As soon as I get the chance, I am city bound!!!

  2. SMOS says:

    I'm writing this from my father's house in Town & Country, where I spent my high school years. I don't know if it was one thing that attracted me to the City, where I live in the Shaw neighborhood with my wife and young daughters. It's the beautiful brick houses. It's the proximity of great (not chain) restaurants and shops. It's the diversity of people. It's the vibrancy of the neighborhoods. When I'm around City people, I feel at home; when I'm around the County folk, I feel foreign.

    My father's house is still lovely, and it is a nice escape (and to let the kids use his pool). But, I feel like I belong in the City.

    • Zundo says:

      I find it interesting that you feel out of sorts with county folk. I am pretty much the same. I also found that I feel pretty comfortable with country folk. I think the tie there is how much I appreciate vegetation and the tranquility of the country. The county though just makes me feel pretty blah and ready to leave the moment I get there. I do think there are places in the county that feel city, if you will. Some of th first suburbs, places like Clayton, U City and Maplewood definitely feel predominantly city to me.

  3. JamesR says:

    Based on my family… Yes.

  4. JZ71 says:

    Complex question, no easy answers. My best guess is a mix of being able/wanting to fix old stuff (versus buying new), liking to drive (versus taking transit) and what you saw as a kid (nearly all of my parents' freiends lived in single family suburban homes; apartments were saved for “old maids” and the poor).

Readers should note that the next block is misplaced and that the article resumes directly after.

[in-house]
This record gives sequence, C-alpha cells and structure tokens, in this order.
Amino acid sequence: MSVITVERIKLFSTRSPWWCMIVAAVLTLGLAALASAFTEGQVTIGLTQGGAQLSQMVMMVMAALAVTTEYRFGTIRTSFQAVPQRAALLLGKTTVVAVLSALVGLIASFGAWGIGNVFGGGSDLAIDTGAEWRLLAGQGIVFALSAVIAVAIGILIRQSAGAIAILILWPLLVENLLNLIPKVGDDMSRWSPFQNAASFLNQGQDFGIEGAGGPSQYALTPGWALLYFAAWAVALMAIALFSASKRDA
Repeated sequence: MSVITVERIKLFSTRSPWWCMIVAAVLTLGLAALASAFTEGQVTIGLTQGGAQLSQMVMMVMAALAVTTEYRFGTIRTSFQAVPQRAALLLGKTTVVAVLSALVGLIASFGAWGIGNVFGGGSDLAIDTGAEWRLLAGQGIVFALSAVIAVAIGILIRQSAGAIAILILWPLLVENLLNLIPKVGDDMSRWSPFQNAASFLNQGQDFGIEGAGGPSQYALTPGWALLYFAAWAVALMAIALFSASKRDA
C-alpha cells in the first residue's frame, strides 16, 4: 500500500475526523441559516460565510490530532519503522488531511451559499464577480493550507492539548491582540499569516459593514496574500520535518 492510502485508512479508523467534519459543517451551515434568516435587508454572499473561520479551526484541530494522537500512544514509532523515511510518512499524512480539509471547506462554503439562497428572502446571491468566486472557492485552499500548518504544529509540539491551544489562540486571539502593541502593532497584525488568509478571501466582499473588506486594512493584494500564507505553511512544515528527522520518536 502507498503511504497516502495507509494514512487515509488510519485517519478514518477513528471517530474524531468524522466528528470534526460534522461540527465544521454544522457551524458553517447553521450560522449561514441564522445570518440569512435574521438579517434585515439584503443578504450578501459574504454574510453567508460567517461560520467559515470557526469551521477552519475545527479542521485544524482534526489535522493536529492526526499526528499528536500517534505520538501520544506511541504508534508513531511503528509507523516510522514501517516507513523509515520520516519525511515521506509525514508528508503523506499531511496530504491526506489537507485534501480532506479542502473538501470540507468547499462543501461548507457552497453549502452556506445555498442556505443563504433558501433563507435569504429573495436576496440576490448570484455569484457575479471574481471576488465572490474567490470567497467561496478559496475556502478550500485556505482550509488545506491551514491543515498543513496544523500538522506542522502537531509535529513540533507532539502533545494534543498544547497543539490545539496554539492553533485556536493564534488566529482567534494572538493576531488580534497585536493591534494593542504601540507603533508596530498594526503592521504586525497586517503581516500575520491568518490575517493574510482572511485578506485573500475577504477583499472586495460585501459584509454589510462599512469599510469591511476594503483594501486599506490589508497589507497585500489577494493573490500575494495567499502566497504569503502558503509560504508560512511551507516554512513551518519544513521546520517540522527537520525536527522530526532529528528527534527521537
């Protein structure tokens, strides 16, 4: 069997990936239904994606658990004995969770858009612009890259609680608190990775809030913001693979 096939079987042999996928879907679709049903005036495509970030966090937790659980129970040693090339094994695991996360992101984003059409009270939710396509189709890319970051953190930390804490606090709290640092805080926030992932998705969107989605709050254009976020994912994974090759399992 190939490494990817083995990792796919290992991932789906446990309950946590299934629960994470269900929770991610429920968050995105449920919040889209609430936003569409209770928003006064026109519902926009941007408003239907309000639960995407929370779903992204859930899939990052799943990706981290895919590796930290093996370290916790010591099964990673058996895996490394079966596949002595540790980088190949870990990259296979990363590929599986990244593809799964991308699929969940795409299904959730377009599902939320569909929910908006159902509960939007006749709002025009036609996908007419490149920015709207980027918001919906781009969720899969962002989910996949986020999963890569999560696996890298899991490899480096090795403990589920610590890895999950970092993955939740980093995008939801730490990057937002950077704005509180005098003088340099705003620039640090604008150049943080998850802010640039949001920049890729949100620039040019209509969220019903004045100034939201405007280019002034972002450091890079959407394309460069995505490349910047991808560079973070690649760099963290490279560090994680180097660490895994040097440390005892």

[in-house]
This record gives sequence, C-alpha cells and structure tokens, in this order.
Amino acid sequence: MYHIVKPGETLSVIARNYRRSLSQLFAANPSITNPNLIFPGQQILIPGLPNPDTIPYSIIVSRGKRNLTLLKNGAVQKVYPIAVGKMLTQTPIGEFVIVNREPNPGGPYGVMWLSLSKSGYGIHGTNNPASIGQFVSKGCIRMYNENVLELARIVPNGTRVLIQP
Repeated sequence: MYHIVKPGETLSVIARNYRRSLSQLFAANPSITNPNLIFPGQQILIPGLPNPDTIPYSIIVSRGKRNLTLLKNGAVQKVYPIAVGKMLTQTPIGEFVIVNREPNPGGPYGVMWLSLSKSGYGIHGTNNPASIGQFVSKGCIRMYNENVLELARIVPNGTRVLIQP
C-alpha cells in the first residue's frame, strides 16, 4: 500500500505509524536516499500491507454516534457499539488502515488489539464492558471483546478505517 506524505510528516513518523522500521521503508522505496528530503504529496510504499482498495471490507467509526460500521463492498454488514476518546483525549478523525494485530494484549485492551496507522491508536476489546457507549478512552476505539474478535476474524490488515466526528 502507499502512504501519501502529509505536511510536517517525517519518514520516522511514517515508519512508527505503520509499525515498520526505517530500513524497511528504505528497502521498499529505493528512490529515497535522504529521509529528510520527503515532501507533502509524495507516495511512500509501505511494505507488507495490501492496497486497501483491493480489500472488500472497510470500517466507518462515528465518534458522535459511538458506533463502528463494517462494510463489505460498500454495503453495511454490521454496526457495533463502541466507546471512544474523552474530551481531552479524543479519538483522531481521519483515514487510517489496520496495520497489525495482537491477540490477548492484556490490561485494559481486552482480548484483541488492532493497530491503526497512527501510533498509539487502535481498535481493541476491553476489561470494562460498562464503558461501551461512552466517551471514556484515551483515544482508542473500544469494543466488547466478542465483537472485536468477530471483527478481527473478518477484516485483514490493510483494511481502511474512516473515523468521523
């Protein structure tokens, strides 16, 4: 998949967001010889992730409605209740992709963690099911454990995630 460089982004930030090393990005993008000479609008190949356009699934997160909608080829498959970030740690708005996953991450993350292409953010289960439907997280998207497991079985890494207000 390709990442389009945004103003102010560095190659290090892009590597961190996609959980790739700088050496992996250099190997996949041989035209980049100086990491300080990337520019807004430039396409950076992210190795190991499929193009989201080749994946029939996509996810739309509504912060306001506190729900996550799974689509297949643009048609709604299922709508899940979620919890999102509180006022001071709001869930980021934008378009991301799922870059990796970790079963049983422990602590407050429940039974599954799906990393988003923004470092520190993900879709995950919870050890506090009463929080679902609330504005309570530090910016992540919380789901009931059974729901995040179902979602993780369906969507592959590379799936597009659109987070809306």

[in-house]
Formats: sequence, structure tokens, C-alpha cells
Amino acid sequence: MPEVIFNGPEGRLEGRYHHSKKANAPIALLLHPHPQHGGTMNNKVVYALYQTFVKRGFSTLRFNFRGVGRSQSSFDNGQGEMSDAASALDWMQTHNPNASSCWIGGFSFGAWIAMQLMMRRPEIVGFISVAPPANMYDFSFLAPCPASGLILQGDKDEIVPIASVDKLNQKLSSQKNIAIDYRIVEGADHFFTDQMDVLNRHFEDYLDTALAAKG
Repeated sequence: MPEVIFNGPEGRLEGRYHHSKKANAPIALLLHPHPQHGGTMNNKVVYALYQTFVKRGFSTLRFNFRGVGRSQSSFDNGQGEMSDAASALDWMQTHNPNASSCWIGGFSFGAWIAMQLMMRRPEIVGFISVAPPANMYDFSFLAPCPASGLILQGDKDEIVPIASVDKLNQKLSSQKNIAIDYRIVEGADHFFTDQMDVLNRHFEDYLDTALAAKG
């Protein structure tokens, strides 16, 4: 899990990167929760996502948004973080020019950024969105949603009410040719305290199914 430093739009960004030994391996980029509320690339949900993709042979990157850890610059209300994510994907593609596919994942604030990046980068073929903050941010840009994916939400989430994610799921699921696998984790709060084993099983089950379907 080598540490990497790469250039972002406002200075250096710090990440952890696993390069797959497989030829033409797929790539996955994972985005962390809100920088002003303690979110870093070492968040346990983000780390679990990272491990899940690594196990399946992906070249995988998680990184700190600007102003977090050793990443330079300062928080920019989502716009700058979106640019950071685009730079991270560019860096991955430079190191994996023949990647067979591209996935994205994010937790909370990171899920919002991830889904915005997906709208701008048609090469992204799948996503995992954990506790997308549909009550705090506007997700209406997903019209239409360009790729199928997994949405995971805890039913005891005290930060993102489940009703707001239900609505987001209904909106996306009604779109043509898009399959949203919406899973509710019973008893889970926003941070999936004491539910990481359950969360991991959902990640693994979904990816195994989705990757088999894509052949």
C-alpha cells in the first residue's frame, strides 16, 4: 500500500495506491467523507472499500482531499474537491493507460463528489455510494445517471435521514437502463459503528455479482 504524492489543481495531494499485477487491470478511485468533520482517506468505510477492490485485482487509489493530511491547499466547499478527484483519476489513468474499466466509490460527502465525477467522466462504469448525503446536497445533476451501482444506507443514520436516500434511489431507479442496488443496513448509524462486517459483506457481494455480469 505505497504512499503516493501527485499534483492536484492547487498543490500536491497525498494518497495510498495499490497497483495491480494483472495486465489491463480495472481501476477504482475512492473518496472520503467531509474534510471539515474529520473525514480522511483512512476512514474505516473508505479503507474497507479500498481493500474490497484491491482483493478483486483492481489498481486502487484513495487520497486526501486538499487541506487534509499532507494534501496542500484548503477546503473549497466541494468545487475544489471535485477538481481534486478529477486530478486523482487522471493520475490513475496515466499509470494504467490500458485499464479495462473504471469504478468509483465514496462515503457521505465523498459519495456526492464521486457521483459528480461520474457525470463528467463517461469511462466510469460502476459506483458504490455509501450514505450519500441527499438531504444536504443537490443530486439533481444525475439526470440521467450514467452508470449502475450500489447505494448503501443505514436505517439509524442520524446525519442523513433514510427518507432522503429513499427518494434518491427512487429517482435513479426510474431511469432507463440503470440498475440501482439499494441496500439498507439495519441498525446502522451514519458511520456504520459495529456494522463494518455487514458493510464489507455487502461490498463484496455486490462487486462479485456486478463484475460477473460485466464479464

Some people have more “mechanical aptitude” than others, and if you can fix something yourself, it's less expensive and less intimidating than having to find someone to do it for you. During the '50's and '60's, there were no Home Depots or Lowes; if you wanted to do something, you had to go to the paint store or the hardware store or the lumberyard and deal with folks who typicaly were more focused on commercial customers, not DIY'ers. And while “common knowledge” is that gays, many times, are the leaders in turning an old neighborhood around, I don't know how much empirical date there is to back that up.